If open courts are not dangerous for children, then why does the largest organization of attorneys who represent abused children, the National Association of Counsel for Children, oppose presumptively open courts like those envisioned by AB 73? Why does the largest organization of children’s doctors in the United States, the American Academy of Pediatrics, oppose presumptively open dependency courts? It certainly is not because they have something to hide, but rather because they want to protect abused children from publicity that psychiatric studies has demonstrated causes them additional mental harm and often leads to bullying by peers.
CalAware suggests that newspapers are not biased on the open court issue. Then why have the major California newspapers only published proponents’ op-ed articles supporting AB 73, and why have they, like the Los Angeles Times, several times refused to publish the opposition’s arguments to AB 73? Since the L.A. Times would not permit me to publish a response, luckily a more ethical paper, the Los Angeles Daily Journal, permitted me to respond. But the media has generally only provided one side to the the issue–its side.
Why didn’t CawAware inform its readers of the recently failed open dependency court system in Connecticut. They had a year-long Pilot Project and the Advisory Committee, after studying its system and the open court systems in other states, found that there was no evidence-based information that opening the courts brings system or professional accountability and it places abused children at risk of further trauma.
As a psychiatrist testified in the California legislature regarding open courts:
“The notion that publicizing this process [child dependency] will somehow benefit the child is hard to fathom. Publicity in the area of child maltreatment makes the child vulnerable to wide ranging humiliation, it leads to repetition of original trauma allowing the legal process…to become part of an extended pattern of psychological abuse.”
The CalAware argument that there is “no logic” to having open criminal cases, but confidential child dependency cases is so misinformed that it is difficult to adequately respond. First, there is no policy choice whether or not to have open criminal proceedings — they are guaranteed by the United States Constitution. There is not federal constitutional right to access to juvenile court, and therefore, that decision is a cost/benefit policy analysis. CalAware apparently did not think it important to check the statistics before it said that it was illogical to have some courts open and some closed. Let us look at the data. One study demonstrates that in an entire year there were only approximately 459 criminal child abuse trials, but there were over 70,000 hearings in the dependency courts. Is CalAware saying that because 459 of California’s abused children may have to suffer from the publicity of a criminal trial that the other 50,000-70,000 children in the dependency courts should also suffer? That is a very compassionate position isn’t it?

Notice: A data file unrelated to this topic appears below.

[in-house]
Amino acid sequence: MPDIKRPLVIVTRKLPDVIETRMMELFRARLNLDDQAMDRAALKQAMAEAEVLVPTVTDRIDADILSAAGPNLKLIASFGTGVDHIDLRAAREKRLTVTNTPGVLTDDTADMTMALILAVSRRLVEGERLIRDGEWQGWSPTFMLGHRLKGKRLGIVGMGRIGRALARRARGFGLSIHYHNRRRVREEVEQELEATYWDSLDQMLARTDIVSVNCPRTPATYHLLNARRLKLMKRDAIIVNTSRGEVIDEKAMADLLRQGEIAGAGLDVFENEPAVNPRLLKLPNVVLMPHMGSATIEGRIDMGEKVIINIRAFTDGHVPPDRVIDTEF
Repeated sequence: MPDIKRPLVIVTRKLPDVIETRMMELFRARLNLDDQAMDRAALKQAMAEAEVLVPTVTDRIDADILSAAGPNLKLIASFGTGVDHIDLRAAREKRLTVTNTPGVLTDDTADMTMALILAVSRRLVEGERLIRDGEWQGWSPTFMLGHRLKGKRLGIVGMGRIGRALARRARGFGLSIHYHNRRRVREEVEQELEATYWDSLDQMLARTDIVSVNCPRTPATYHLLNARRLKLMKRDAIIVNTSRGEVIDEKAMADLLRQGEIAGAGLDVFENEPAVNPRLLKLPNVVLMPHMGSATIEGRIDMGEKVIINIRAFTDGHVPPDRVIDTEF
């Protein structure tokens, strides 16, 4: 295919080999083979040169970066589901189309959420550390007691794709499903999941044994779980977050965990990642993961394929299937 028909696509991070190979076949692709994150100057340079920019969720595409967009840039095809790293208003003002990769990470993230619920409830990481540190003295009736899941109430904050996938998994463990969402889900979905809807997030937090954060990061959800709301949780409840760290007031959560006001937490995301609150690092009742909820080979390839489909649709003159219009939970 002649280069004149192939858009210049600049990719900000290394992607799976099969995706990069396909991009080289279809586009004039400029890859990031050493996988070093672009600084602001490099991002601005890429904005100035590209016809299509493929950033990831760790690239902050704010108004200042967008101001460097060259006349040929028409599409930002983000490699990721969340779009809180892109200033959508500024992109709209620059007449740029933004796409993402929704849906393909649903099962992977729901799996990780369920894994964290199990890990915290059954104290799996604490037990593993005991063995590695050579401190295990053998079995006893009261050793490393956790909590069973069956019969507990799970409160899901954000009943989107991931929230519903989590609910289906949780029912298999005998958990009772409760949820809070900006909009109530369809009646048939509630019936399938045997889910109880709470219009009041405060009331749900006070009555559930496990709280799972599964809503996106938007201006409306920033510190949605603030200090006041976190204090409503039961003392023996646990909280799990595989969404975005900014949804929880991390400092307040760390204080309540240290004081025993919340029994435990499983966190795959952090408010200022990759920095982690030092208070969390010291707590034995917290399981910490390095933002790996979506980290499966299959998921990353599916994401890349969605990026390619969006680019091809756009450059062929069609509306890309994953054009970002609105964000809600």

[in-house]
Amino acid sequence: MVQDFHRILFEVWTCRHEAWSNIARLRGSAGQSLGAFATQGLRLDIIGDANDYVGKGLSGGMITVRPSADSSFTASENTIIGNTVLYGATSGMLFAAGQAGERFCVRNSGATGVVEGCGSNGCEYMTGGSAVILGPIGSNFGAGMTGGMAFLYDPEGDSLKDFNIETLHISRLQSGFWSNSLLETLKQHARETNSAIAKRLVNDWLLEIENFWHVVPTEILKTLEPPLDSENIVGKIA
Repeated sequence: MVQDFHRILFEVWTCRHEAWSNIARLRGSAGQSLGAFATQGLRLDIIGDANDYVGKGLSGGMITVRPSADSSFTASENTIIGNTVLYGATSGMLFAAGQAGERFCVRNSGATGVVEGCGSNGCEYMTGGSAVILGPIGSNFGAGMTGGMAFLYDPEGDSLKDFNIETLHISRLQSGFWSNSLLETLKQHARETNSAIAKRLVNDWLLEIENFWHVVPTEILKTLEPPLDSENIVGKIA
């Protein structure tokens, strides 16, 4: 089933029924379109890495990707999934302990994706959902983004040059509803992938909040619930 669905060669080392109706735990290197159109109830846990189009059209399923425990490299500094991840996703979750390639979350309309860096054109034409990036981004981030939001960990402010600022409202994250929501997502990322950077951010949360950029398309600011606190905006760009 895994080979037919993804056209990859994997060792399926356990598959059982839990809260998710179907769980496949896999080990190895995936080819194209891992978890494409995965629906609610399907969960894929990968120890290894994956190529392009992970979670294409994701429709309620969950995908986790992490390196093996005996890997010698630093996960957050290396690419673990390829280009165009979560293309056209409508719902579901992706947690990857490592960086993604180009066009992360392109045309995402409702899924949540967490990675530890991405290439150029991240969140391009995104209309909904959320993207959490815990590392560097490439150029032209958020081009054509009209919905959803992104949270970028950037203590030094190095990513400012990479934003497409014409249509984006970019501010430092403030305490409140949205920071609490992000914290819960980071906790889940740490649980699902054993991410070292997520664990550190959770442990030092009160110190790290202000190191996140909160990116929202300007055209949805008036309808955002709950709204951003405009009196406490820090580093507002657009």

I am not apologist for the child dependency system. In fact, I have spent 30 years of my career as an attorney writing about its inadequacies, arguing in trial courts and in the California Supreme Court about is problems, and in working on legislation to bring the reality of the best interest of California’s abused children closer to a reality than it currently is as a platitude.
We should not use our abused children as political pawns. Everyone, including the Assembly Judiciary Committee knows what is needed. In fact, the California Judicial Council and its Administrative Office of Courts have clearly told us the major problem: judges’, attorneys’, and social workers’ caseloads are too high to be able to provide competent professional services. The solution is not disclosing abused children’s often embarrassing secrets; the answer is properly funding the system so that all professionals can do their jobs well.
AB 73 is not a humane solution and should be defeated.